I found the overall difficulty setting to be about right although I did get stuck on a couple of the Bosses for a long time trying to work out the best strategy for killing them. Some of the platform sections requiring more strategy are also a bit slow and some movements such as running along walls can be a bit frustrating when you fall off and have to go through a whole section again until you get it right all the way through. The fighting is what the game is all about though and wielding your samurai sword against a whole group of enemies continues to be a lot of fun all the way to the end!
Once you complete the game and obtain the 'Number 1 Headband' you then have the option of playing the whole game again on a harder setting. This setting really is a lot more difficult and I didn't play it for long before giving up! The levels are all exactly the same as before but the enemies are just much harder to kill (it takes a lot more hits to kill them and their blows kill you a lot quicker). If the levels changed at all I might have put more effort into playing this more difficult setting but by then I had satisfied my thirst for killing and bloodshed and was happy to put the game away!
Afro Samurai is the latest slice em' up gore-fest for the Xbox 360, based upon the infamous five-episode anime of the same name. You play as the titular Afro Samurai (so named because his unruly hairstyle), a young man on a bloody mission for vengeance in a feudal yet somehow futuristic Japan. Many years ago Afro's father, the owner of the supposedly magical Number One headband, was decapitated by Justice, the current Number Two, who replaced Afro senior as the countries number one swordsman. Older and much more experienced Afro has now gained the status of the Number Two and will stop at nothing until he has vanquished Justice, and avenged his father's brutal demise. Aided by Ninja Ninja, Afro's foul-mouthed imaginary companion, and haunted by memories of his murky past, Afro must dice his way through endless hoards of thugs, assassins, an enigmatic man with a teddy bear for a head, and finally a cowboy zombie, all in the name of revenge.
Despite the amount of hype the game received (most of which was generated by anime fan boys), Afro Samurai will not go down as one of the greatest gaming achievements of the year. It tends to make the fatal mistake of all anime-game adaptations, and caters towards the fans of the original series rather than the gaming populace. The characters appear with little introduction and the plot is revealed through a series of disordered flashbacks, which makes the storyline incredibly hard to follow. Even after watching the anime I still struggled to come to grips with the game's plot, which meanders around like an alcoholic snake. If you haven't seen the anime, well you've got no chance.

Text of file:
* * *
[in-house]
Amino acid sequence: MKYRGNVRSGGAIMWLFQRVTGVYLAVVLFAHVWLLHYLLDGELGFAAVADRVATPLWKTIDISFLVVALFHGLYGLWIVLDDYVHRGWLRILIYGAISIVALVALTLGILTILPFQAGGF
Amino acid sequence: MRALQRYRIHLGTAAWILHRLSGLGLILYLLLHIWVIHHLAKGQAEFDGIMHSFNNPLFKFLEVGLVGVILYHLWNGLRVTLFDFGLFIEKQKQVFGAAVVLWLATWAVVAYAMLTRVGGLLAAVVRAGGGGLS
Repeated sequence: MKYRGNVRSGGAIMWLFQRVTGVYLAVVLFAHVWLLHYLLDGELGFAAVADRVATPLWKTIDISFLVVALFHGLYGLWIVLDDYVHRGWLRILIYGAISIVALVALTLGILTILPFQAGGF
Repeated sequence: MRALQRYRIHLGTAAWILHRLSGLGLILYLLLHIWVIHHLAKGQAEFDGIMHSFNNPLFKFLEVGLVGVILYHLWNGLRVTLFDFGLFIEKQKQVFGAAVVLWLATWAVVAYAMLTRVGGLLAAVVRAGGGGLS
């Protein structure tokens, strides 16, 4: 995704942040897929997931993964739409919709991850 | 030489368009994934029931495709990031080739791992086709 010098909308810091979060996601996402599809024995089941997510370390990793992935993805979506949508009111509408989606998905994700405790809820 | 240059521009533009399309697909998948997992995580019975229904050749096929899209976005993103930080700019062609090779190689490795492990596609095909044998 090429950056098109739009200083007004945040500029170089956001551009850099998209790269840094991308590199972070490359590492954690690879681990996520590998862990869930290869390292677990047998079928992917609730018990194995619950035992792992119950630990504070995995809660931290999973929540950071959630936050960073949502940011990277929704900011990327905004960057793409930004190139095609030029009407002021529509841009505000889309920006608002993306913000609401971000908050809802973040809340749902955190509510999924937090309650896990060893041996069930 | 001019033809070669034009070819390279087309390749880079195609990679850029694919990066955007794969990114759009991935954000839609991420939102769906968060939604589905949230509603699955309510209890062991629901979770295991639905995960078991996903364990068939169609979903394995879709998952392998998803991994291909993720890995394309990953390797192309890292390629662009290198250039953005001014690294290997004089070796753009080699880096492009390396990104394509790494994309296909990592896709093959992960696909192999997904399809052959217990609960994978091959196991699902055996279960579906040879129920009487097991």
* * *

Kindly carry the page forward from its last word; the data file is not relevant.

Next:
Fortunately the game does have some good points. Samuel L. Jackson is expectedly hilarious as the voice of Ninja Ninja, whose constant R-rated quips never fail to make me smile. Although the villains are generally quite easy they appear in massive numbers and often vary in strength and skill, ensuring the game play doesn't get too repetitive. Plus the insane gore makes slicing the inept assailants into a crimson mist incredibly satisfying, even though Afro only has about four moves. The inclusion of 'focus,' a bullet time-esque method of slowing time, also increases Afro's homicidal arsenal, allowing him to deflect bullets and to mercilessly carve his enemies into dozens of pieces, all in glorious slow mo.
In conclusion Afro Samurai has incredible graphics and RZA provide a suitably epic soundtrack, although it can be incredibly frustrating. Some moves, such as wall running, can be difficult to master and often lead to an infuriating death, and the fact that the enemies have a nasty habit of slicing you from behind (something that completely contradicts the samurai code of honor) has often pushed me to the brink of mental breakdown. However, ignoring the blood boiling nature of the game play, as well as the hopelessly convoluted plot, Afro Samurai remains a highly entertaining way of killing the time, as well as people, and is a purchase I recommend. But I'd probably wait until the price tag drops a bit if I was you.